Decision Resources, Inc, announces the publication of HIV 2000-Major and Emerging Markets. Increasing prevalence, persistent and resistant infection, and poor adherence continue to make HIV/AIDS a significant pharmaceutical market fraught with unmet needs. In the seven major markets (United States, France, Germany, Italy, Spain, United Kingdom, and Japan), the market for drugs to treat HIV was worth nearly $3.4 billion in 1999. The value of anti-HIV drug sales in these markets will grow strongly through 2009, driven by both increasing HIV/AIDS prevalence, as well as increasing use of new classes of anti-HIV drug therapies as additions to established regimens. We expect seven-market sales to reach $7.1 billion in 2009.
More than 95% of the global burden of HIV has been assumed by the nations least equipped to deal with the costs of combating the disease. In many regions, the inherent nature of the epidemic is very different from that experienced in the developed world thus far. On a worldwide basis, about half of HIV infections are due to the 1C subtype, which appears to be more transmissible and possibly more lethal than HIV-1B, the primary strain infecting the major-market countries. Although HIV-1C has not yet made a major impact on the seven markets, it is impossible to predict where and when it will emerge in these nations. Therefore, in addition to the seven major markets typically discussed in a Pharmacor study, this study presents analyses of the five emerging markets of Brazil, China, India, South Africa, and Thailand. These countries were chosen for three reasons: HIV has made or will make a substantial impact on each of them; these nations represent the regions of Latin America, East Asia, South Asia, sub-Saharan Africa, and Southeast Asia, respectively, thereby permitting reasonable global coverage; and China and India embody more than 40% of the world population such that even moderate levels of HIV infection in these nations will have far-reaching implications. The overriding objective of these analyses is to determine how HIV/AIDS in the developing world will affect the global pharmaceutical industry.
Our analysis suggests that innovative approaches to pricing and new therapeutic regimens will result in substantial sales of anti-HIV agents to these countries over the 1999-2009 study period. The extent of this growth, however, will depend primarily on the degree to which these governments respond to the HIV crisis and the means by which they obtain anti-HIV therapy. We predict that didanosine (Bristol-Myers Squibb's Videx) plus hydroxyurea (Bristol-Myers Squibb's Hydrea) or lamivudine and zidovudine (Glaxo Wellcome's Combivir) with nevirapine (Boehringer Ingelheim's Viramune) will be the therapeutic interventions of choice in the developing world because of their cost-effectiveness and simplified administration schedules. Didanosine in combination with hydroxyurea is both potent and affordable, and Combivir, although lacking durability as a dual therapy, is effective when used with either a non-nucleoside reverse transcriptase inhibitor or a protease inhibitor. Didanosine and the drugs that make up Combivir are older agents that may make marketing them at reduced prices more palatable. We forecast potential sales in 2004 in the five emerging markets of $6.3 billion for Combivir and $2.9 billion for nevirapine at 10% of the current U.S. price. Didanosine could draw sales of just over $2 billion if its price point were similarly reduced.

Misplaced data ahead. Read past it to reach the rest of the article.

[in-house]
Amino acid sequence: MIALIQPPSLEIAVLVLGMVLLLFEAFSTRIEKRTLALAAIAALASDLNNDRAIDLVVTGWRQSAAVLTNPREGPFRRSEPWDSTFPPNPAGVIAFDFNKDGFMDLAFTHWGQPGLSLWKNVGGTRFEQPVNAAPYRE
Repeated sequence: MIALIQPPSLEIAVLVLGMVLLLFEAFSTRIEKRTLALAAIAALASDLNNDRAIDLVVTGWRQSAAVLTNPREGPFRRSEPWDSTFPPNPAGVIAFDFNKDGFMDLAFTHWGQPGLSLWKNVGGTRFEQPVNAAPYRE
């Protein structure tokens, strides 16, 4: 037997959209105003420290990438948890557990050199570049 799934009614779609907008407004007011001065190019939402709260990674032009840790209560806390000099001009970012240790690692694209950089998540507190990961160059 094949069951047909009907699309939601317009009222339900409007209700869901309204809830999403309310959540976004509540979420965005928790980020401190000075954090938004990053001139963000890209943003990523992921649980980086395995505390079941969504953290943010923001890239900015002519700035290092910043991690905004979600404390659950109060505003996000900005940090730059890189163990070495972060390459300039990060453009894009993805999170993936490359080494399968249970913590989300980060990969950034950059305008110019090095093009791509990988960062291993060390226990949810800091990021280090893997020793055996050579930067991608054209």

HIV 2000--Major and Emerging Markets is part of Infectious Disease, one of six Pharmacor services that evaluate the commercial potential of drugs in research and development.
Decision Resources, Inc., is a world leader in research publications, advisory services, and consulting designed to help clients shape strategy, allocate resources, and master their chosen markets. Founded as a subsidiary of Arthur D. Little, Inc., the company has provided strategic information services for 30 years, assessing industry trends in the international health care and pharmaceutical industries.
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SOURCE: Decision Resources, Inc.
Contact: Frank Sama of Decision Resources, Inc, 781-487-3753,